Headlines don’t get immunity

By | 2014/01/19

Having previously been fined $100,000 for contempt of court following a breach of a suppression order regarding the killer of Jill Meagher, Derryn Hinch, aka “human headline”, Derryn Hinch was arrested this week for failing to pay up.

The subject of the murder of Jill Meagher is no doubt still enflamed, and will remain so for some time, and full sympathy remains with her family and loved ones – as well as other families and friends of people killed from violent crime.

Yet like it or not, Hinch is not above the law. He’s made a career in the media purportedly taking a tough stand on crime. The questions you have to ask when he’s sent to gaol for failing to pay a court ordered fine are fairly simple ones:

  • Is Hinch only vehemently opposed to other people breaking the law, or
  • Is he only vehemently opposed to people breaking fashionable laws?
  • And if Hinch feels that he should be allowed to break court suppression orders, what other laws does Hinch think he should be allowed to break, just because he disagrees with them?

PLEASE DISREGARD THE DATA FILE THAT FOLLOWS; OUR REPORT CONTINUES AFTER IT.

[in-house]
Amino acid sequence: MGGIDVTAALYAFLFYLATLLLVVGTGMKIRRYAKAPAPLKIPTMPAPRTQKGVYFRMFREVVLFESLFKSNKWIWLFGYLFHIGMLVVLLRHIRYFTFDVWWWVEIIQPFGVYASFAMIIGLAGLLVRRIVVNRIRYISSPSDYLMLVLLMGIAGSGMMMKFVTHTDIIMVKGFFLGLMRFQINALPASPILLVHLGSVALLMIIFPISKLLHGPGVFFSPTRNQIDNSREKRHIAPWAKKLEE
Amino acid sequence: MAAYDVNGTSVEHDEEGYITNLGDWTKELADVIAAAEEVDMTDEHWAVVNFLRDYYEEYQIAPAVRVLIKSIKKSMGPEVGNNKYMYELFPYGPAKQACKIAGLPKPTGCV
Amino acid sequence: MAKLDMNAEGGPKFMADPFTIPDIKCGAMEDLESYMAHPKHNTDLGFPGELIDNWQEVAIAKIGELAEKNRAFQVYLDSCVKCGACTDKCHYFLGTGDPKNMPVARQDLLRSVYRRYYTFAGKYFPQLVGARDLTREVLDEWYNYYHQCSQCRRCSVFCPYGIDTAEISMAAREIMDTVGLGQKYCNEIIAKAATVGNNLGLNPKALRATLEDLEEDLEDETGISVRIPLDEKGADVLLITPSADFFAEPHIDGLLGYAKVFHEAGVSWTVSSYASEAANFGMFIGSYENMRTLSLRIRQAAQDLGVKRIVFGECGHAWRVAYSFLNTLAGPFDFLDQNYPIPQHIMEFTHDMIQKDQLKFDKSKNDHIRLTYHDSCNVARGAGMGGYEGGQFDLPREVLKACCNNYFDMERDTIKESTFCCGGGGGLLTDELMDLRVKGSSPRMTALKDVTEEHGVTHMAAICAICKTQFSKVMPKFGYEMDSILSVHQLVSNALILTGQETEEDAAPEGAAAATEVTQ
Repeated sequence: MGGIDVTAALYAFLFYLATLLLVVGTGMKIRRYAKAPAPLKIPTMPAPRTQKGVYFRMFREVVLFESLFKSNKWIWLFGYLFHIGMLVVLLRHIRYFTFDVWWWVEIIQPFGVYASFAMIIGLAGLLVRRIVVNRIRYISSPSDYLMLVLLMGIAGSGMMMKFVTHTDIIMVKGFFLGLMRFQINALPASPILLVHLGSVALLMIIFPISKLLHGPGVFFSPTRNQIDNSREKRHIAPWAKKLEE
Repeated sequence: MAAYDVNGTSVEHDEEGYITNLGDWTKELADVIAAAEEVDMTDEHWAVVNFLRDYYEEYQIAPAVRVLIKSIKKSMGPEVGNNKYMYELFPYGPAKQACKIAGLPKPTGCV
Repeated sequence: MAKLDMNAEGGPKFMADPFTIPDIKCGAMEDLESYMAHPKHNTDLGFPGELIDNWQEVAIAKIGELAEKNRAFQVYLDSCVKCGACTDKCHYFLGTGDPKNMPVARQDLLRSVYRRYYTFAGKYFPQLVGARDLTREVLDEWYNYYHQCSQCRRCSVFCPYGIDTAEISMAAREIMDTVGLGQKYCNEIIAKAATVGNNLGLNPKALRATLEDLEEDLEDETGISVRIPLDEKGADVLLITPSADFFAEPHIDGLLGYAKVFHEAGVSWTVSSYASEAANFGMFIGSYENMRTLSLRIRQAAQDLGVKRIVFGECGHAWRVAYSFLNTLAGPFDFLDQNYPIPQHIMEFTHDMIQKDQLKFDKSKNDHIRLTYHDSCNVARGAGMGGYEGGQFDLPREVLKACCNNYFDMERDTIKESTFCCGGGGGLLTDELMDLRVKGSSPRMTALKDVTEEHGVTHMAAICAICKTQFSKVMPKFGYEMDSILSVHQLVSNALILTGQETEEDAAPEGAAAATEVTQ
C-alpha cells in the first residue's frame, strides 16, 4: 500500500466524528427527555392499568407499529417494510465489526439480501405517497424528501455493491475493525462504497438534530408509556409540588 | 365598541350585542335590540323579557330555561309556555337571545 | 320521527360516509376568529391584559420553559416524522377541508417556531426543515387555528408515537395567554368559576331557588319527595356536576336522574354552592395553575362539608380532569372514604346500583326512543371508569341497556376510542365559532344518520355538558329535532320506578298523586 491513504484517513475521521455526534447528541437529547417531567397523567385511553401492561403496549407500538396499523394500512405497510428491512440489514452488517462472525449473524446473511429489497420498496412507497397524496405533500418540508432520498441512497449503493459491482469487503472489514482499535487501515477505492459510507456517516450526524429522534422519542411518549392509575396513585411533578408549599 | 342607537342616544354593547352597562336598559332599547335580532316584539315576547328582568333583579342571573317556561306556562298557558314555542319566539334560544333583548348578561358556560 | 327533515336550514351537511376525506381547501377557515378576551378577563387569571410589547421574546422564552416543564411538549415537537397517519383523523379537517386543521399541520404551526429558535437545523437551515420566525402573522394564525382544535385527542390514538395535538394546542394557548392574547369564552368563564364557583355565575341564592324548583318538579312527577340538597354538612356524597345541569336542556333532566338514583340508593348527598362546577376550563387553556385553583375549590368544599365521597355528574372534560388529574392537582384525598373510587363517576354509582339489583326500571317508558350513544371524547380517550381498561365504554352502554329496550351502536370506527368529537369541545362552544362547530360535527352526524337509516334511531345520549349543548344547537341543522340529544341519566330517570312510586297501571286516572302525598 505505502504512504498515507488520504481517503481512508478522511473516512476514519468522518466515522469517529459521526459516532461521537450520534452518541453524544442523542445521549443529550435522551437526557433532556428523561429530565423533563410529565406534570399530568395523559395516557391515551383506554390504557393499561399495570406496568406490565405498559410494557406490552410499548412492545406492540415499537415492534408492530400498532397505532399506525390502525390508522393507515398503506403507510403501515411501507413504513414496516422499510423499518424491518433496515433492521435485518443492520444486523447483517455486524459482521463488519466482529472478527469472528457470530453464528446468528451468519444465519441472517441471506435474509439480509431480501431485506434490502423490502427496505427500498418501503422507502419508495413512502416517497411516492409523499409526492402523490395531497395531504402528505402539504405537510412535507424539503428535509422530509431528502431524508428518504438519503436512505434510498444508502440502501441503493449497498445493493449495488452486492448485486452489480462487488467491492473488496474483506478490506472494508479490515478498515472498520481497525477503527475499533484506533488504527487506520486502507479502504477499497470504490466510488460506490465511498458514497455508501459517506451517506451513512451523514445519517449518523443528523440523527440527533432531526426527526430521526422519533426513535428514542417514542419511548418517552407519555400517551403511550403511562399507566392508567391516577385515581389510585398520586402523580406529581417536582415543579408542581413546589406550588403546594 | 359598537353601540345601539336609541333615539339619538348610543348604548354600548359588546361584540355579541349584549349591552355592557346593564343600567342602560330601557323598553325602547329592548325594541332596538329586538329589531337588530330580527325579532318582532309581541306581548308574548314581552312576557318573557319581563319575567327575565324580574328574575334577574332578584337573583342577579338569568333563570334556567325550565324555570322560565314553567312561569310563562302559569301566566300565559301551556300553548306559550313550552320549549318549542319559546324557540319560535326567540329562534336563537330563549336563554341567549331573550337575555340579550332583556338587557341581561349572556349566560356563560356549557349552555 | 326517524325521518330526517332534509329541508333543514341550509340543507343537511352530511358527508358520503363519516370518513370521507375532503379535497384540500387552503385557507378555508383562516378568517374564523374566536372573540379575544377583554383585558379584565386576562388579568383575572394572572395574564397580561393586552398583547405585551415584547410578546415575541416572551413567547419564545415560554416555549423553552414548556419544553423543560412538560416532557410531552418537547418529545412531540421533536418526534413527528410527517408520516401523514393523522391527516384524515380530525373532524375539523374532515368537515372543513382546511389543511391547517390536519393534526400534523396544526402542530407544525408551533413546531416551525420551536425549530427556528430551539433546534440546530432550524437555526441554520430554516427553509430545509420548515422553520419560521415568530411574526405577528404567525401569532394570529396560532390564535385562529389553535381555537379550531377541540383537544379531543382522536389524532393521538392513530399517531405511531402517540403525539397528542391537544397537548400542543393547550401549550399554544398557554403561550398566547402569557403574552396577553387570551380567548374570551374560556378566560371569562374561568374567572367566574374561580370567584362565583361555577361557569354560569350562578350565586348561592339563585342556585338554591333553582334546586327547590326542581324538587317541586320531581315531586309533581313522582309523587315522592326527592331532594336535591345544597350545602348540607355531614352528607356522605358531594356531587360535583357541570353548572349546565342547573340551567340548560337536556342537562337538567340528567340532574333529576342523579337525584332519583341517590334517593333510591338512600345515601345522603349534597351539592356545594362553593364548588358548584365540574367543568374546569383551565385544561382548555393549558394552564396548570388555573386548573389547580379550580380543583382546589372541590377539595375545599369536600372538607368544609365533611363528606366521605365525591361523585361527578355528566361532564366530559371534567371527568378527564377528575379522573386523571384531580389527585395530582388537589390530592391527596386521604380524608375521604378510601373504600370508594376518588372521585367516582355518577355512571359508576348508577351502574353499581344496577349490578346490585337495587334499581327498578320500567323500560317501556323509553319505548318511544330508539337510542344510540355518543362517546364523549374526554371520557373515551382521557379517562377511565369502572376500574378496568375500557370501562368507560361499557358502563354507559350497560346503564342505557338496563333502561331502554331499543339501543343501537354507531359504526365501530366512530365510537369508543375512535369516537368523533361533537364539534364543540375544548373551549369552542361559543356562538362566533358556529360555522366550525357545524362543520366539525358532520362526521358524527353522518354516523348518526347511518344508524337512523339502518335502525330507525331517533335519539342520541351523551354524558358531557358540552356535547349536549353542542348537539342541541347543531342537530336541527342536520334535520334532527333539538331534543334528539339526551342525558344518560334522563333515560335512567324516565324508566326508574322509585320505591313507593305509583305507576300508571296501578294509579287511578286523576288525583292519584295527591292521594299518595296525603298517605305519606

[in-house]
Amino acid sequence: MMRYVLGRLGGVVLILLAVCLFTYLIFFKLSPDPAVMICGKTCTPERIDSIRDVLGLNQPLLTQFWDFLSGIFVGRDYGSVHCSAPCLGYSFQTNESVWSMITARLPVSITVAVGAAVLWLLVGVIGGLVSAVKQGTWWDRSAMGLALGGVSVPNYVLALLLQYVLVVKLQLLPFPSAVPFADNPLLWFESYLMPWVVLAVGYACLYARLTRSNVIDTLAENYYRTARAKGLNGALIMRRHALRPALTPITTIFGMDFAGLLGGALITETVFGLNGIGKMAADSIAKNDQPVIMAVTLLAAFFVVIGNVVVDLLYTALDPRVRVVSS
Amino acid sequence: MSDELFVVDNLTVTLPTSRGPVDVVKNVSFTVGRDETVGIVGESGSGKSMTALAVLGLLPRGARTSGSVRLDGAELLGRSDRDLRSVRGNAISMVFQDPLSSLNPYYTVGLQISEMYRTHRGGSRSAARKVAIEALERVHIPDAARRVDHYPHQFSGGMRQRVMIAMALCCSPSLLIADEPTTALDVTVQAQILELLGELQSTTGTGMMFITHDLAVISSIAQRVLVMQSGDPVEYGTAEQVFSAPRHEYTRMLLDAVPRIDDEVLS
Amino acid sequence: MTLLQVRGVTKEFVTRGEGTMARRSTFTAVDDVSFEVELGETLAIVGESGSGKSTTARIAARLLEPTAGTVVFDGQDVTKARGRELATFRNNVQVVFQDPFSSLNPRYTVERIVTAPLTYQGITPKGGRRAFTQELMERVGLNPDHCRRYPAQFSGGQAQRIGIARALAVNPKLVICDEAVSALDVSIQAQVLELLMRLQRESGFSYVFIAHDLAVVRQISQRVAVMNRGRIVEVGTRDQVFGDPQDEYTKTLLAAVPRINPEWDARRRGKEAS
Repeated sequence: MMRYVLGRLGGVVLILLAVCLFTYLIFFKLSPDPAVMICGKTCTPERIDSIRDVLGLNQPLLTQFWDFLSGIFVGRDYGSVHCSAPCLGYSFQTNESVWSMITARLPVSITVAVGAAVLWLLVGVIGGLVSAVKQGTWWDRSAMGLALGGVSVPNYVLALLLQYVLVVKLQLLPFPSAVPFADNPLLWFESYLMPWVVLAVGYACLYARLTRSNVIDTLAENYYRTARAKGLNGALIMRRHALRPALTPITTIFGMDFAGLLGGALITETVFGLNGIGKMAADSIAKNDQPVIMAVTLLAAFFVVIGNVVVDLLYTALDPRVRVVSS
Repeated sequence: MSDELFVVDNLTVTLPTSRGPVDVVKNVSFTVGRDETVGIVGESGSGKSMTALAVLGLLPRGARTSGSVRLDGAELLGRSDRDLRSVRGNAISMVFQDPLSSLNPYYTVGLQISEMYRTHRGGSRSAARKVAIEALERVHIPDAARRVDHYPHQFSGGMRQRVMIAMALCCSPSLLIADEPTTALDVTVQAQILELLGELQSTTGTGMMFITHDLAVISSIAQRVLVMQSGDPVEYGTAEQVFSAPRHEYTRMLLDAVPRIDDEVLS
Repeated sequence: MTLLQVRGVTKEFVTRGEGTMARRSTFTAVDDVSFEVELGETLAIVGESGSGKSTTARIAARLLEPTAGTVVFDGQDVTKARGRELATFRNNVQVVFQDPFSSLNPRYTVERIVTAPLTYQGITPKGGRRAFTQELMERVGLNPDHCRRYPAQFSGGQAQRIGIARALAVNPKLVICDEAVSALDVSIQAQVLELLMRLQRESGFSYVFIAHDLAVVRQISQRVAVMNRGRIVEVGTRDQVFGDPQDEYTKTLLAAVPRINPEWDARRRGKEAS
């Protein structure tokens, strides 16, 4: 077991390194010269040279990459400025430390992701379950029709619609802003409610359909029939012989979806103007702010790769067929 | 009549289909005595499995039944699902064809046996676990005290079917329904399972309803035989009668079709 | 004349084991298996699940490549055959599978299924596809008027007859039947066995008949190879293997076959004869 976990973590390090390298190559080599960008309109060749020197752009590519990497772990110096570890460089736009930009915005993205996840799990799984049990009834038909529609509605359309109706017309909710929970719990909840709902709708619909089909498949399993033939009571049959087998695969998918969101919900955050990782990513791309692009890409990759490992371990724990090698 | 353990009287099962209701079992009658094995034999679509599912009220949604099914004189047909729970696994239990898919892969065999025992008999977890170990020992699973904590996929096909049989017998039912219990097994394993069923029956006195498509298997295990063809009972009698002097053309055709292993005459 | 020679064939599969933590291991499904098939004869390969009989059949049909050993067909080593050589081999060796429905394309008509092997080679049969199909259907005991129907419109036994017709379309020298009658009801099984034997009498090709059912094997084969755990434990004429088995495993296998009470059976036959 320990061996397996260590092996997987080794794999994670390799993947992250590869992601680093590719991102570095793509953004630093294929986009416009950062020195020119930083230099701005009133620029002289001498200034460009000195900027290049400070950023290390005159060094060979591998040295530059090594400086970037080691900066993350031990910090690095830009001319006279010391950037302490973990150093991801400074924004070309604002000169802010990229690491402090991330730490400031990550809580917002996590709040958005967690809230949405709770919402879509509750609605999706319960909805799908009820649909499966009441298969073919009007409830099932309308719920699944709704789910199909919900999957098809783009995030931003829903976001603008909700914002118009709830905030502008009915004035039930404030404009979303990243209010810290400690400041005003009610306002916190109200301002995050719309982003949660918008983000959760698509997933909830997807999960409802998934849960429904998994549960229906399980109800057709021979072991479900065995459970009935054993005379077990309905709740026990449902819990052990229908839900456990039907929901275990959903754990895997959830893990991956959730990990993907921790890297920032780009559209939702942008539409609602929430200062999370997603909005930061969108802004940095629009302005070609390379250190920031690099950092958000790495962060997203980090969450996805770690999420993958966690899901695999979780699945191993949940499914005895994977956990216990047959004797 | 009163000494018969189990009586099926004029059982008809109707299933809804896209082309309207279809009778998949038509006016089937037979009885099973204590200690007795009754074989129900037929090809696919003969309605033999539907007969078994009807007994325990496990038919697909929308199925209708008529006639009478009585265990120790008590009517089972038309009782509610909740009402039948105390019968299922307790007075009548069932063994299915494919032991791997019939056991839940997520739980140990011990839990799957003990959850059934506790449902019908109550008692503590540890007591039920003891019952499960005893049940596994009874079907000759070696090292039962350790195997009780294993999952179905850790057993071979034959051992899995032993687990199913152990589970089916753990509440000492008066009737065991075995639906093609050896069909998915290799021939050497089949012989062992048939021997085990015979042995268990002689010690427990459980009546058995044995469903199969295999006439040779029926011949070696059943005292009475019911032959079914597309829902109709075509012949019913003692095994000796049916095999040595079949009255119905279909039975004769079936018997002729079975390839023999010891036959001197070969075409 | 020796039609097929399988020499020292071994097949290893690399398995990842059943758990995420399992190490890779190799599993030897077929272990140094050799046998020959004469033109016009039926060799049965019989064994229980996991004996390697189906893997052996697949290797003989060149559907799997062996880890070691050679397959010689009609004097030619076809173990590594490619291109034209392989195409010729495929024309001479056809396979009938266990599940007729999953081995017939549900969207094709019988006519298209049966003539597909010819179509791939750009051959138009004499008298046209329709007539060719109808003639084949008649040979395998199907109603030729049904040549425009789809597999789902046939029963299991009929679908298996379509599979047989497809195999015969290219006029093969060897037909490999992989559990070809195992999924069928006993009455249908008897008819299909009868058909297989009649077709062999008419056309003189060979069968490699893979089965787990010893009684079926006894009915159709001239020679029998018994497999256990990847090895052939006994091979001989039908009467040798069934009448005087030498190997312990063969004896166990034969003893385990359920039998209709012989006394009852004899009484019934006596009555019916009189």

According to The Guardian:

Hinch said he would go to jail on principle to draw attention to what he believes are inadequate sentences for crimes of violence, child pornography and king-hit killers.

The Guardian, 17 January 2014, Derryn Hinch arrested for failing to pay $100,000 fine

It’s not the first time – according to The Guardian, Hinch did time in 1987 for revealing details about a paedophile while a trial was still pending for the individual.

Not a pleasant topic, that’s to be sure.

There are better ways to agitate for change than committing contempt of court.

And there are better ways of demonstrating your sense of justice than refusing to pay your fines.

Shame Hinch, Shame.